A powerline Ethernet bridge is a computer hardware product that allows computers to be networked by using the existing power wires inside a building. Though not a hugely popular technology, it is helpful in cases where wireless networking is impossible, due to a long distance, interference by a chimney, built-in appliances or the layout of the building, and where drilling a wire or installing a network isn't a good idea. An Ethernet bridge is usually priced between £38 and £129 for a pair of devices and two Ethernet RJ-45 cables.
- Skill level:
Things you need
- Linksys Router
- Ethernet bridge hardware (set of 2)
- 2 Ethernet RJ-45 cables
Confirm that your network is fully functional, and that all computers connected to the Linksys router (both wired and wireless clients) are able to successfully connect to the Internet. In most cases, your Linksys router is situated near your DSL or cable modem, so make sure there is a free power outlet available. With an Ethernet bridge, it's best to plug the hardware directly into the wall and not into a power strip or surge protector.
Plug one of the Ethernet bridge components into a power outlet close to the your router, making sure it's out of the way and not obscuring the other outlet or anything else. Plug one end of an Ethernet RJ-45 cable into the port on the bridge and the other end into one of the numbered ports on the Linksys and not the "WAN" port.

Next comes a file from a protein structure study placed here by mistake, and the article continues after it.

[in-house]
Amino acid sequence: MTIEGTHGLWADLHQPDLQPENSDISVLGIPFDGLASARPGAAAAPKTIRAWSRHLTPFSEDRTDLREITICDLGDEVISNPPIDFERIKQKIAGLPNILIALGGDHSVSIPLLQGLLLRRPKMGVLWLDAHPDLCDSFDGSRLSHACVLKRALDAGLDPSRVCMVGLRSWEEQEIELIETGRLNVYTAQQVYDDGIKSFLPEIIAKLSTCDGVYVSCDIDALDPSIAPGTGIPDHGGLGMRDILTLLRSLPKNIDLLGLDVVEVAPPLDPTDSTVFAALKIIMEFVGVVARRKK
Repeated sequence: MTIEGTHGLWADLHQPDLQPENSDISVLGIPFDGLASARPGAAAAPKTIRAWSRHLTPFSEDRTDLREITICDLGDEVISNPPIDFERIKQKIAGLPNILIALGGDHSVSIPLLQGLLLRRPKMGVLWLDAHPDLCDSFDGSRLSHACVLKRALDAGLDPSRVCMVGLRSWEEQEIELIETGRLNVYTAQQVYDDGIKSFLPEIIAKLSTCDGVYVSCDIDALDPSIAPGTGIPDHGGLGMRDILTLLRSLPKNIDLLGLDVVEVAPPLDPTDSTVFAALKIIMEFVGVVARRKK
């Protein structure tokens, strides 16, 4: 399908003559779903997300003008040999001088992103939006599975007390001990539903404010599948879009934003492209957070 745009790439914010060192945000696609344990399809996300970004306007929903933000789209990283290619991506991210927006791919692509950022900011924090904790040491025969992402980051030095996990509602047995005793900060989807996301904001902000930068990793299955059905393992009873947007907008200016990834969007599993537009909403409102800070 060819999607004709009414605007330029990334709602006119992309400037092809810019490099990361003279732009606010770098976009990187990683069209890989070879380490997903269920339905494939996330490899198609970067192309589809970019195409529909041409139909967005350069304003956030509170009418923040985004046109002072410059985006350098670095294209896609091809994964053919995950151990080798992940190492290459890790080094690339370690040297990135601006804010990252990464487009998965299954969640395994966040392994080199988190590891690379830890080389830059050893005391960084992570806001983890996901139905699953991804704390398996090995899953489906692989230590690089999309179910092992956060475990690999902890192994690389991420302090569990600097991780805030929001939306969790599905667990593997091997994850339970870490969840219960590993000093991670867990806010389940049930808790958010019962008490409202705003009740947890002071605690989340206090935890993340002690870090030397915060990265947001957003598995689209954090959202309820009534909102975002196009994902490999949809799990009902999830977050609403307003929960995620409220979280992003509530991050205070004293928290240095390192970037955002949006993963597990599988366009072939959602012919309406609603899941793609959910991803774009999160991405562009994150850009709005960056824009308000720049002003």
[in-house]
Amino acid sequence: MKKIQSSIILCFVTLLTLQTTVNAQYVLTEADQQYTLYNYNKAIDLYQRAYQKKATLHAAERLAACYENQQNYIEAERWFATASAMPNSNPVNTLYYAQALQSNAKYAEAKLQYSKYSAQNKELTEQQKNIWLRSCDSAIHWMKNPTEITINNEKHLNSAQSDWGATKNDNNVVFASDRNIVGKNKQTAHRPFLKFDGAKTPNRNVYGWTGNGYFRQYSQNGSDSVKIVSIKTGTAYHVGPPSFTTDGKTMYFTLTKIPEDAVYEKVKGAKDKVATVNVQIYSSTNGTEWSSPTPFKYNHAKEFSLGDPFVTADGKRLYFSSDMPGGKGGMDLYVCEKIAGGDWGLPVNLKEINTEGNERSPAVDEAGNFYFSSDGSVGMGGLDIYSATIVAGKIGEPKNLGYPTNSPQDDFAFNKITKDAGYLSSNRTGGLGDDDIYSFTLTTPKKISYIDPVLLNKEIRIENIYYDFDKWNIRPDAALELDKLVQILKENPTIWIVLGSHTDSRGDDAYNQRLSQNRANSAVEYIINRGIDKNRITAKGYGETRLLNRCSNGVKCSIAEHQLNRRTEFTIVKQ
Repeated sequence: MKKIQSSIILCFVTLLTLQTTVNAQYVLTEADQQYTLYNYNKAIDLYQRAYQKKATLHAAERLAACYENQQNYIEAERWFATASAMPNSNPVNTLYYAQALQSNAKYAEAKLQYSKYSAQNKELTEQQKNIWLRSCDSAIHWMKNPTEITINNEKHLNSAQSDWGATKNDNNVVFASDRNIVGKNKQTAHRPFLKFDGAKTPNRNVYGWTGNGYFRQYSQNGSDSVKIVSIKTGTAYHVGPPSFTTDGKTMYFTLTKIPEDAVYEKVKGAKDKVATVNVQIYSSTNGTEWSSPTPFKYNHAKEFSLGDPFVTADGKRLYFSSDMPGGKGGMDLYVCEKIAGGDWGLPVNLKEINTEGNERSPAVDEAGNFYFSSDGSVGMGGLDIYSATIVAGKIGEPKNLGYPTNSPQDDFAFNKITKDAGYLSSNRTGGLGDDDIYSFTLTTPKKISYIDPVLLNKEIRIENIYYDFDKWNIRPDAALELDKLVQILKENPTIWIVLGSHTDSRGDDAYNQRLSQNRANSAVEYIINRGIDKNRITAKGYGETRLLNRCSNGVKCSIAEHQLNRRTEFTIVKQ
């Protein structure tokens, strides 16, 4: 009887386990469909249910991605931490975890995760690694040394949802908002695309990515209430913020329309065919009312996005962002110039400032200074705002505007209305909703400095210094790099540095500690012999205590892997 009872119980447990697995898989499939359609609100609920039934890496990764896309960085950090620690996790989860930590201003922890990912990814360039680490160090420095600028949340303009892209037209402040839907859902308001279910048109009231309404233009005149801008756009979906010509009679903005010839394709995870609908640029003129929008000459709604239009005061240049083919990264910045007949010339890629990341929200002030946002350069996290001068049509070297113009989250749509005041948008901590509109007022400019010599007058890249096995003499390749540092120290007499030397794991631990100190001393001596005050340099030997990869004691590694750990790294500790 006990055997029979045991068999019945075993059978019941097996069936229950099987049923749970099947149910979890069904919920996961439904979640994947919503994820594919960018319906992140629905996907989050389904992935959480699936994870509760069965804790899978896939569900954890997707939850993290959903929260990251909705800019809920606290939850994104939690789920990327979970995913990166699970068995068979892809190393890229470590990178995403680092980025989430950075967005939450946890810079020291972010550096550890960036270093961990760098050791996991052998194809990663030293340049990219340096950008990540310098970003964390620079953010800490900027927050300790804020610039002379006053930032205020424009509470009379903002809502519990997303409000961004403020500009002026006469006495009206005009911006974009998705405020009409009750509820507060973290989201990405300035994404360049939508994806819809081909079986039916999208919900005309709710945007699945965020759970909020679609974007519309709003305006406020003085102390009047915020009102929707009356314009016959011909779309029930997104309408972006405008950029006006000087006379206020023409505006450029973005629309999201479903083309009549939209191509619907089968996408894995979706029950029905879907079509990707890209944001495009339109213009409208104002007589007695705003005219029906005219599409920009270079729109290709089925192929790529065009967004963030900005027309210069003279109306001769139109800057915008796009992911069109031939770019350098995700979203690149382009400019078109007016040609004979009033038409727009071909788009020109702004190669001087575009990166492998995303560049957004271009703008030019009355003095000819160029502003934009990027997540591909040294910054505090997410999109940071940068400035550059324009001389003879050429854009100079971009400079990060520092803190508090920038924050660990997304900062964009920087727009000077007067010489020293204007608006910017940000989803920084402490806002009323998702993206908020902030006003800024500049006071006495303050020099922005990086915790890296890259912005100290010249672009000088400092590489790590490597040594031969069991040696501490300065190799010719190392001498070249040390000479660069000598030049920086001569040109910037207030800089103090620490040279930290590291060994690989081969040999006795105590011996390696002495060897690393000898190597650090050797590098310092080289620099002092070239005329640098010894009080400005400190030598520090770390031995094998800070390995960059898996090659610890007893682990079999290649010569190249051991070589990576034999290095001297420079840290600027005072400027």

Plug the second bridge into a free power outlet near the computer that is to be networked. Using the second Ethernet RJ-45 cable, plug one end into the jack on the bridge and the other into the network jack on your computer.
Open the network settings on your computer. For Windows users, click on "Start" and select "Control Panels." Open "Network and Internet" or "Network Connections" (depending on your version of Windows) and right-click on the "Local Area Connection" icon to confirm you're connected. Mac users should select "System Preferences" from under the apple on the upper left area of the screen, and then click on "Network." Confirm that "Ethernet" indicates that it is "Connected" and that there is a green dot to the left of it.
Launch a browser to check that you're able to connect to the Internet and confirm that you're able to access any other network resources (other computers, servers, printers).
Troubleshoot your network by checking all of the hardware components and confirming that all wires are properly seated. Each hardware item indicates a successful connection with a green light; reboot any items (including computers) that are having trouble seeing the network.
Tips and warnings
- You can use a longer Ethernet cable if the one supplied isn't long enough.
- Too many Ethernet bridges on one network can slow down network traffic.
- Ethernet bridges (and what they're connected to) are not immune to potentially damaging power surges.
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